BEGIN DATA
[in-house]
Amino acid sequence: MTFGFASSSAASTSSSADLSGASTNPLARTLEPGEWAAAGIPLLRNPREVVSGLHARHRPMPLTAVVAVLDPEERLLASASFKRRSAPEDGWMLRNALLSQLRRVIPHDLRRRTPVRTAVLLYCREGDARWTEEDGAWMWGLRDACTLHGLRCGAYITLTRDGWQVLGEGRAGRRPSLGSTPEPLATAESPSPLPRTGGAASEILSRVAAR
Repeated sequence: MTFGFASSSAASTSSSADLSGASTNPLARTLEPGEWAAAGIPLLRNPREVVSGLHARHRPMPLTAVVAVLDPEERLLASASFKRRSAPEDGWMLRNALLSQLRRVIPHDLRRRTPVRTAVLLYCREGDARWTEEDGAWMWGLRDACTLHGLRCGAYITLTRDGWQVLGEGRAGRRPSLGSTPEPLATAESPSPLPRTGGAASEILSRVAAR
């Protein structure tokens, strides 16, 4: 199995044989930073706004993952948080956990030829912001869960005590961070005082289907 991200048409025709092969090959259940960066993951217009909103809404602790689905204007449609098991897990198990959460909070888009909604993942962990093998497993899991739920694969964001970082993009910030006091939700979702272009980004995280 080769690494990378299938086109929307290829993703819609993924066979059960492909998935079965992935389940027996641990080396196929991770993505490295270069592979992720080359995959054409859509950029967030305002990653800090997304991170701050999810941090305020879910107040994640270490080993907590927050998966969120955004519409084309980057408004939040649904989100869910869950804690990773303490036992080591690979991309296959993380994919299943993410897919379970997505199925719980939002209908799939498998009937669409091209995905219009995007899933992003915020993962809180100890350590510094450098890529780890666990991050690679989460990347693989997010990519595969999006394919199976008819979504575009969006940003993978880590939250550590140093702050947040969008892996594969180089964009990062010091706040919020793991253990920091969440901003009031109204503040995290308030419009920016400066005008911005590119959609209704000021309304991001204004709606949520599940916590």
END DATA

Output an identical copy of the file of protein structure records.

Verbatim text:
[in-house]
Amino acid sequence: MTFGFASSSAASTSSSADLSGASTNPLARTLEPGEWAAAGIPLLRNPREVVSGLHARHRPMPLTAVVAVLDPEERLLASASFKRRSAPEDGWMLRNALLSQLRRVIPHDLRRRTPVRTAVLLYCREGDARWTEEDGAWMWGLRDACTLHGLRCGAYITLTRDGWQVLGEGRAGRRPSLGSTPEPLATAESPSPLPRTGGAASEILSRVAAR
Repeated sequence: MTFGFASSSAASTSSSADLSGASTNPLARTLEPGEWAAAGIPLLRNPREVVSGLHARHRPMPLTAVVAVLDPEERLLASASFKRRSAPEDGWMLRNALLSQLRRVIPHDLRRRTPVRTAVLLYCREGDARWTEEDGAWMWGLRDACTLHGLRCGAYITLTRDGWQVLGEGRAGRRPSLGSTPEPLATAESPSPLPRTGGAASEILSRVAAR
């Protein structure tokens, strides 16, 4: 199995044989930073706004993952948080956990030829912001869960005590961070005082289907 991200048409025709092969090959259940960066993951217009909103809404602790689905204007449609098991897990198990959460909070888009909604993942962990093998497993899991739920694969964001970082993009910030006091939700979702272009980004995280 080769690494990378299938086109929307290829993703819609993924066979059960492909998935079965992935389940027996641990080396196929991770993505490295270069592979992720080359995959054409859509950029967030305002990653800090997304991170701050999810941090305020879910107040994640270490080993907590927050998966969120955004519409084309980057408004939040649904989100869910869950804690990773303490036992080591690979991309296959993380994919299943993410897919379970997505199925719980939002209908799939498998009937669409091209995905219009995007899933992003915020993962809180100890350590510094450098890529780890666990991050690679989460990347693989997010990519595969999006394919199976008819979504575009969006940003993978880590939250550590140093702050947040969008892996594969180089964009990062010091706040919020793991253990920091969440901003009031109204503040995290308030419009920016400066005008911005590119959609209704000021309304991001204004709606949520599940916590």